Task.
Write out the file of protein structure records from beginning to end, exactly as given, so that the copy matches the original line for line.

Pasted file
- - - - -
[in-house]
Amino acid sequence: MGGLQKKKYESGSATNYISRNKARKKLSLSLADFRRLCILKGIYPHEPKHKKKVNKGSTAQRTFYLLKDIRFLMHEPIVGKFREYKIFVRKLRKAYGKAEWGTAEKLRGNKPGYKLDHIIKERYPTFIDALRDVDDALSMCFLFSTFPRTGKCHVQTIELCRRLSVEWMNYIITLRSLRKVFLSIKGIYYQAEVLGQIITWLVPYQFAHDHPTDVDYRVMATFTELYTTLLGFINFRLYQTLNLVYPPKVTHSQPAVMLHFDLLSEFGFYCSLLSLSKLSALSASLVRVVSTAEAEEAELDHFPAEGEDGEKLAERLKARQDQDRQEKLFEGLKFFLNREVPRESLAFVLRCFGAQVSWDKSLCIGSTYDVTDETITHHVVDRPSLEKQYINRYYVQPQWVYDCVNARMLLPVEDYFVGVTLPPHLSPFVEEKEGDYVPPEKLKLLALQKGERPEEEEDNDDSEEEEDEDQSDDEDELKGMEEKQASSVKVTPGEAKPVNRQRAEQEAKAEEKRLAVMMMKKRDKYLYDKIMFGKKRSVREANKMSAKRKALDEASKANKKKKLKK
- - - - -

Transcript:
[in-house]
Amino acid sequence: MGGLQKKKYESGSATNYISRNKARKKLSLSLADFRRLCILKGIYPHEPKHKKKVNKGSTAQRTFYLLKDIRFLMHEPIVGKFREYKIFVRKLRKAYGKAEWGTAEKLRGNKPGYKLDHIIKERYPTFIDALRDVDDALSMCFLFSTFPRTGKCHVQTIELCRRLSVEWMNYIITLRSLRKVFLSIKGIYYQAEVLGQIITWLVPYQFAHDHPTDVDYRVMATFTELYTTLLGFINFRLYQTLNLVYPPKVTHSQPAVMLHFDLLSEFGFYCSLLSLSKLSALSASLVRVVSTAEAEEAELDHFPAEGEDGEKLAERLKARQDQDRQEKLFEGLKFFLNREVPRESLAFVLRCFGAQVSWDKSLCIGSTYDVTDETITHHVVDRPSLEKQYINRYYVQPQWVYDCVNARMLLPVEDYFVGVTLPPHLSPFVEEKEGDYVPPEKLKLLALQKGERPEEEEDNDDSEEEEDEDQSDDEDELKGMEEKQASSVKVTPGEAKPVNRQRAEQEAKAEEKRLAVMMMKKRDKYLYDKIMFGKKRSVREANKMSAKRKALDEASKANKKKKLKK